【News】 Japan to join France-led initiative to capture carbon in agricultural soils (Nov. 29, 2015)


Senior special writer, Masaru Yamada

The Ministry of Agriculture, Forestry and Fisheries plans to join a global initiative proposed by the French government to capture a large amount of carbon in agricultural soils. The idea under the so-called “4 per 1000” initiative is to increase the carbon stock of agricultural and forest soils by 0.4 percent every year to reduce emission of greenhouse gases including carbon dioxide in the atmosphere. Measures to prevent carbon from flowing out of soils include plowing in crop residues and manures and planting cover crops to avoid soil erosion. Such measures can also help recover fertility of agricultural soils degraded by excessive, repeated cultivation.

Masamichi Saigo, Director General of the ministry’s Agriculture, Forestry and Fisheries Research Council (AFFRC) Secretariat, is scheduled to attend a meeting on the issue which will be held on the sidelines of the United Nations conference on climate change (COP 21) starting on Monday, Nov. 30, in Paris. He is expected to agree with his counterparts from other countries such as France and New Zealand on facilitating research and development and sharing information on the issue.

The French government, which advocates the initiative, has been asking governments, international institutions and private organizations worldwide to join the campaign since spring.

France, which hosts COP 21, the 21st session of the Conference of the Parties to the U.N. Framework Convention on Climate Change, focuses on utilizing soils as part of efforts to tackle global warming. However, research is still lacking on the effectiveness of capturing carbon in agricultural soils and what kind of agricultural method is appropriate.

France’s Ministry of Agriculture, Agrifood and Forestry plans to call on international institutions and researchers to establish a framework to cooperate on researching soil carbon stocks, including its mechanism, evaluation methods, policies to promote the idea, monitoring methods and so on. France is also proposing holding meetings regularly.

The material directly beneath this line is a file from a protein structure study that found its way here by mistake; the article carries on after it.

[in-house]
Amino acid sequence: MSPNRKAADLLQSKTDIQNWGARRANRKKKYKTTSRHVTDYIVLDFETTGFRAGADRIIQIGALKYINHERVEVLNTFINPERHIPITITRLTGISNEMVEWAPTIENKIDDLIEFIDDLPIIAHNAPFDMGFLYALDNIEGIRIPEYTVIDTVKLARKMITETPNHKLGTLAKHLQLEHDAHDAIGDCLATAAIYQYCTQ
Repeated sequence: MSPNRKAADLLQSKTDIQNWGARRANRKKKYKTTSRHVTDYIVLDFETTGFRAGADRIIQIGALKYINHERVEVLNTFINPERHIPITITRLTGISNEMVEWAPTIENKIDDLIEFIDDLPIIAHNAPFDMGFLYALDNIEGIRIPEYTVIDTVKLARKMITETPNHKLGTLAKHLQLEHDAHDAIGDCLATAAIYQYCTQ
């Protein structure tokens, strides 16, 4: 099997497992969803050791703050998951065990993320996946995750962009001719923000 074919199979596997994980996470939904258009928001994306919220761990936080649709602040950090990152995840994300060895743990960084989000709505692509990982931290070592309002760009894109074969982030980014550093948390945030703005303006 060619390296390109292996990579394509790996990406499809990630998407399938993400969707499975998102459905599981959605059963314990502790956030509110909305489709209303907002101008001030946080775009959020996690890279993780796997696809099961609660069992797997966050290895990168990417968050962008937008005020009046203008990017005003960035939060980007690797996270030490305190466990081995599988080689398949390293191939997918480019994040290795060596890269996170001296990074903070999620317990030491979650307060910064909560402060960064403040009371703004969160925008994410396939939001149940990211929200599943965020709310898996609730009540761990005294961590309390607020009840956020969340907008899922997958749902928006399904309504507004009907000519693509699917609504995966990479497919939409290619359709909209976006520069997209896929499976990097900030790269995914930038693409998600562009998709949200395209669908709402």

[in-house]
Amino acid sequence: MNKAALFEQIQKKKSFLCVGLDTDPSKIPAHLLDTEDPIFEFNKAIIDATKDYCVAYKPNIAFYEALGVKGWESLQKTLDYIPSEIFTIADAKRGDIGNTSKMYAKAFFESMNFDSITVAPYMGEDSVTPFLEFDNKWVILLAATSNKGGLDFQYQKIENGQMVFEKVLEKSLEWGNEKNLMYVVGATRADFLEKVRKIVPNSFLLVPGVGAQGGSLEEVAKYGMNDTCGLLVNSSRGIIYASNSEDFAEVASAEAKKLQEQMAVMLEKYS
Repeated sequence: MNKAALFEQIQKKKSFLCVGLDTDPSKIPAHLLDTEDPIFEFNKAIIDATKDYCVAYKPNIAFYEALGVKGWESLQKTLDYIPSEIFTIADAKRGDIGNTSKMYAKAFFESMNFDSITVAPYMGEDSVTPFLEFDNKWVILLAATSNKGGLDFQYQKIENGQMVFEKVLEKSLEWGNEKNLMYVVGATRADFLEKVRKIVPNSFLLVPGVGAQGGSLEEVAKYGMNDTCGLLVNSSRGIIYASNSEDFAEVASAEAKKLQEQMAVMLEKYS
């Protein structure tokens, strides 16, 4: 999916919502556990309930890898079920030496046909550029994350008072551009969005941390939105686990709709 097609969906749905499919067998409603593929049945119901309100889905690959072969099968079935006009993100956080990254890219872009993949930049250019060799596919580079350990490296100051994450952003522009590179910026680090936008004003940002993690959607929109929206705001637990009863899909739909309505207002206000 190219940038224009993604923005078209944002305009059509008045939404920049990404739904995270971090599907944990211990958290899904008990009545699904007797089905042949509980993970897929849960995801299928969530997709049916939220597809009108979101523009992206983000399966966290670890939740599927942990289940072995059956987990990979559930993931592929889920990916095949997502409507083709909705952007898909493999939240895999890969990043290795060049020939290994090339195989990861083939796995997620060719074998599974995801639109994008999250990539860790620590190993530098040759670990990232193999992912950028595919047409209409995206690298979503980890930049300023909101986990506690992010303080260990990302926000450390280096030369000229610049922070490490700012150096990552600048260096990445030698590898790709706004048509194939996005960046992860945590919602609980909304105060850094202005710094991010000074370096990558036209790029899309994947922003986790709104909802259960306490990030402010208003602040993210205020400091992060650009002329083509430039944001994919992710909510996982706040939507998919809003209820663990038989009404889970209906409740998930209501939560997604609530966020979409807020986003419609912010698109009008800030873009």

It is estimated that soils worldwide contain a total of some 1.5 trillion tons of carbon. Other estimates show that soil organic matter stores about twice as much carbon as the atmosphere, and about three times more than forests and other vegetation. This means even a small improvement can bring significant contributions on a global scale. If public and private sectors work together to create a global network to deal with the issue, it will be effective to preserve soils and solve global warming at the same time.

Yasuhito Shirato, Senior Researcher of the National Institute for Agro-Environmental Sciences, said attempts to prevent global warming and soil degradation by increasing soil carbon stocks through appropriate management of agriculture are recently getting a lot of attention. Shirato said the French government’s “4 per 1,000” initiative has been talked about among some Japanese researchers as well. He said the project has great potential, welcoming increased cooperation among researchers worldwide.

(Nov. 29, 2015)

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